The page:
Penthouse Retrospective

by Joe Conason Originally Published: December, 2000

Paula Jones | 20 Years Ago This Month

It seemed to Jones that the Dallas firm “always wanted to go to trial. Their whole thing was not really to get it settled,” she says. “And I remember in the beginning when Don [Campbell] told me, ‘Well, if we take this case on, we want to let you know that we’re in it for the long haul, and not to get the case settled, but to get it to trial, and to go all the way to trial. And we want to know if you’re on board with us to get this thing to trial.’ And I said yes. But, you know, I didn’t know that that didn’t mean any kind of settlement talks in the middle or whatever.”

Although many conservatives had political motives for backing her, Jones doesn’t feel this was what motivated the Dallas lawyers. “I don’t think they used me, but I just think that they had their own agenda as well… because it would make a big name for themselves, and there’s nothing wrong with that.”

Looking back on the aborted 1997 settlement deal, Jones seems distressed by the financial and emotional consequences of her decision to reject the advice of Davis and Cammarata. “I think I wasted a lot of time just sitting there worrying, when I could have settled it, if in fact there was a settlement. And I hate that, because I wanted to settle desperately. You don’t know what kind of mental state I was in-wanting to settle, and Steve Jones telling me not to settle, and different ones [opposing a settlement], ‘because you can’t… because there’s no money here on the table, we don’t even know a money figure.’”

Money quickly became a source of tension between Jones and her new-found friends. In what became a bitter and embarrassing public squabble, the Rutherford Institute fought with the Paula Jones Legal Fund, the curious for-profit corporation set up to collect donations on Jones’s behalf in 1994. It Whitehead hoped that the Jones case would provide a golden opportunity for the Rutherford Institute to reap publicity and money, he soon discovered that he had been only half right.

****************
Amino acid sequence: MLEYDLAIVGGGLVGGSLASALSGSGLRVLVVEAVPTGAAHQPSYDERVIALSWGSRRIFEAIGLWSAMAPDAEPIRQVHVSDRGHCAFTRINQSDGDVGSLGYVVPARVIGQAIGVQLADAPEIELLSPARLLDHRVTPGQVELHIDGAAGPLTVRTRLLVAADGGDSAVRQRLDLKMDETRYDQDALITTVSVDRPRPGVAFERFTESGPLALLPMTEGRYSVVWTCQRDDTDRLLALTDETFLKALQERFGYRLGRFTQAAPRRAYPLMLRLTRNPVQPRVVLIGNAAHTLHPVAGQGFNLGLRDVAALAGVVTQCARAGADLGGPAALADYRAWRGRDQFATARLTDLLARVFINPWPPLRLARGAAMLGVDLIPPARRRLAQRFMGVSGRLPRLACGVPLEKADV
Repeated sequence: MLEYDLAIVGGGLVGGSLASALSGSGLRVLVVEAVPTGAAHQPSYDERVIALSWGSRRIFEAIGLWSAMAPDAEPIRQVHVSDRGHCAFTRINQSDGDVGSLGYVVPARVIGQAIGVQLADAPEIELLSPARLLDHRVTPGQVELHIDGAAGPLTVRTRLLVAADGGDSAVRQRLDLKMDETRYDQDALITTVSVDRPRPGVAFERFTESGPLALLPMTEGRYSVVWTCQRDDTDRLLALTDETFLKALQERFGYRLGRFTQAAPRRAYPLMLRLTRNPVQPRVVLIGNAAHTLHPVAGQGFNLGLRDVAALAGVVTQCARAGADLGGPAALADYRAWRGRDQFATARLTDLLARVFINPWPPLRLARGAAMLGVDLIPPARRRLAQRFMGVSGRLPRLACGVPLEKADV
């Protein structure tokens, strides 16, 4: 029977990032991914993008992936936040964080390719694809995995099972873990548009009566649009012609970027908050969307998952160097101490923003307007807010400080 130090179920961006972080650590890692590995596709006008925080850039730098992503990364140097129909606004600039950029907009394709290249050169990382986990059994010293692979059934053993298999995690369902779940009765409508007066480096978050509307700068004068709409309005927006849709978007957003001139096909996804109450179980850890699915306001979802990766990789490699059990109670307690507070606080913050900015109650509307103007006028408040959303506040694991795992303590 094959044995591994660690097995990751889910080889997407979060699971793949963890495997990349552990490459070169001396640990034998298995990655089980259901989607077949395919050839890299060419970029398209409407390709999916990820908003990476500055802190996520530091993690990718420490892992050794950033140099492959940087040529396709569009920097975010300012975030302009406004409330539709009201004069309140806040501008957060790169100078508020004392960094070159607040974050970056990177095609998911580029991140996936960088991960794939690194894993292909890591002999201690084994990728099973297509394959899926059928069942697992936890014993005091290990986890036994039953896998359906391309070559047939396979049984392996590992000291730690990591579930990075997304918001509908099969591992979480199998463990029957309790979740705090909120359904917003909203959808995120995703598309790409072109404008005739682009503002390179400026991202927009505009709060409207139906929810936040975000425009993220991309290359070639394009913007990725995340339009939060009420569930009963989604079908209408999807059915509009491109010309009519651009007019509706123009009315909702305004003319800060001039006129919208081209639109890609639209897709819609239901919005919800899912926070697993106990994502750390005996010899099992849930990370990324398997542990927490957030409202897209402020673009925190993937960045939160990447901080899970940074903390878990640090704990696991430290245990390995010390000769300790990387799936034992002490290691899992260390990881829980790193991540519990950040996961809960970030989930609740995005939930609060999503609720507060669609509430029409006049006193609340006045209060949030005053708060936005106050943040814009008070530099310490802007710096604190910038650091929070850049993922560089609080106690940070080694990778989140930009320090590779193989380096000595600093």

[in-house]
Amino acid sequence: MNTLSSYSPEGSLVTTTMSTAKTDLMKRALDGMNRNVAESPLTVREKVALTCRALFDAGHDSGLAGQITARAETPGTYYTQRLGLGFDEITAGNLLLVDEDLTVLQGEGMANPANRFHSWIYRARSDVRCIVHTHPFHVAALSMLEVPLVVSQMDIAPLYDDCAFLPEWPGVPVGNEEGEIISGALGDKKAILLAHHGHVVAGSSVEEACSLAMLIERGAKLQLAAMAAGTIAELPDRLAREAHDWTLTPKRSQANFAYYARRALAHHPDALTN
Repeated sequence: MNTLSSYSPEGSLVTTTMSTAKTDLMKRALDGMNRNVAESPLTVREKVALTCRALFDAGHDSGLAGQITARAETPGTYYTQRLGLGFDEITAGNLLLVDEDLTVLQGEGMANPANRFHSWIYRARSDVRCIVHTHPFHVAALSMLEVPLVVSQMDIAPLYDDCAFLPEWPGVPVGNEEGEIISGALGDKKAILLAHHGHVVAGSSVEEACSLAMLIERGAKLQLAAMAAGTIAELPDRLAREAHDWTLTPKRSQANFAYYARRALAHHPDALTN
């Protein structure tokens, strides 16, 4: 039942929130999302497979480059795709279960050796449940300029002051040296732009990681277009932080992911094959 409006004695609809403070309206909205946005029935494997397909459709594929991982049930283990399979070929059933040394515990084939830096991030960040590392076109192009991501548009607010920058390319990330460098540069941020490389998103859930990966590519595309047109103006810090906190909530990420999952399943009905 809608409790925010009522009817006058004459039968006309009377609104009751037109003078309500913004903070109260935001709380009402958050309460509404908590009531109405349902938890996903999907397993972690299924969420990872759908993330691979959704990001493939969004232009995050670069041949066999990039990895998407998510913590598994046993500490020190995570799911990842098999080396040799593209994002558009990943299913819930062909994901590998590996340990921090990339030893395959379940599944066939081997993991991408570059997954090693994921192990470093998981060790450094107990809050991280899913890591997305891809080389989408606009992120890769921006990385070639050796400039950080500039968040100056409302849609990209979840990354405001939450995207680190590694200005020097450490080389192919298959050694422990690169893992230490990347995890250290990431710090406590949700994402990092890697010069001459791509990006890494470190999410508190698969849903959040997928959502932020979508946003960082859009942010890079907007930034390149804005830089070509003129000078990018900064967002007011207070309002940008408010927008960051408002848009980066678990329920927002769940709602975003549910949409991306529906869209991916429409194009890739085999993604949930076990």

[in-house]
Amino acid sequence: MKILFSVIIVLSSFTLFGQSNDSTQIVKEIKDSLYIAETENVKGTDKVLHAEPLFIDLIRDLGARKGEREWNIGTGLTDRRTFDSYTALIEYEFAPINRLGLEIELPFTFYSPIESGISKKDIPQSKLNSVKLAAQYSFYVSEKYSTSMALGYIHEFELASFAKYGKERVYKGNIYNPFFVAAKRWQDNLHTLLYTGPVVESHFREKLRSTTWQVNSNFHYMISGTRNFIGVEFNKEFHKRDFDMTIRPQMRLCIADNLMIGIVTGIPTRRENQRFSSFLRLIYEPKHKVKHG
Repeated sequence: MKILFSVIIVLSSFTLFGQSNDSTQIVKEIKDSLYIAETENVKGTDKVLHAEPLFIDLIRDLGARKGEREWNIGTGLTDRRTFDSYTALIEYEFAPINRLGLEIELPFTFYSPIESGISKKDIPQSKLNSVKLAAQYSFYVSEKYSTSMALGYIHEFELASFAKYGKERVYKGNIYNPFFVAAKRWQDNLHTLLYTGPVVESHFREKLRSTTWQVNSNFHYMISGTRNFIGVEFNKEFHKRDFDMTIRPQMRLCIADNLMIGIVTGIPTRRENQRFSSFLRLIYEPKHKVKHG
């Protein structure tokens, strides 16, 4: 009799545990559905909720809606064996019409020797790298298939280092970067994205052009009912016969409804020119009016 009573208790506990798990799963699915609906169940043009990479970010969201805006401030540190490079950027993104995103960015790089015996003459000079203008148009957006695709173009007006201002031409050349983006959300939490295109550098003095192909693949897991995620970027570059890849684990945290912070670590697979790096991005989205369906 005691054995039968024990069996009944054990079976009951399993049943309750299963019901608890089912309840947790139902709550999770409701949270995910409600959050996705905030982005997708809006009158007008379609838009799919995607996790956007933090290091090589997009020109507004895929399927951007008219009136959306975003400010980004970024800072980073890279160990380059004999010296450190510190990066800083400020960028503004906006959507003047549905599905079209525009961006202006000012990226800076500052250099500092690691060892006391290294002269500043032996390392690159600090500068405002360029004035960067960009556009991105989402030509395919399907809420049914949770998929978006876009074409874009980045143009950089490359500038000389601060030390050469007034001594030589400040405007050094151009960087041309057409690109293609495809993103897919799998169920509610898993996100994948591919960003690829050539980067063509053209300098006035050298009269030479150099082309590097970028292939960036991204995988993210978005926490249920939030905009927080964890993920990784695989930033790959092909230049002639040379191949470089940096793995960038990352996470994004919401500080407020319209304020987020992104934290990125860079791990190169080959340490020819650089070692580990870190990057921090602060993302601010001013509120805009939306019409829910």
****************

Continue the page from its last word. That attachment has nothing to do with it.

The publicity got Whitehead’s face on every television network, but the anticipated flood of checks never arrived at his office. In fact, between 1997 and 1998 Rutherford nearly went broke sending out unsuccessful direct-mail appeals signed by Jones while continuing to pay expenses for her case. At first, Whitehead assumed that support for Jones among the conservative faithful had simply faded over time.

It might have occurred to him that despite her strict fundamentalist upbringing (or perhaps because of it), Paula Jones wasn’t necessarily an ideal poster girl for the puritanical legions of the religious right. He was not, after all, the first opportunist of that stripe to see the Jones case as a potential bonanza. The Reverend Patrick Mahoney, the antiabortion zealot who ran Operation Rescue, had rushed to her side in 1994 as soon as she revealed her complaint against Clinton. Having denounced the Clinton Administration as “the most un-Christian in American history,” Reverend Mahoney eagerly set up the first “legal defense fund” for Jones.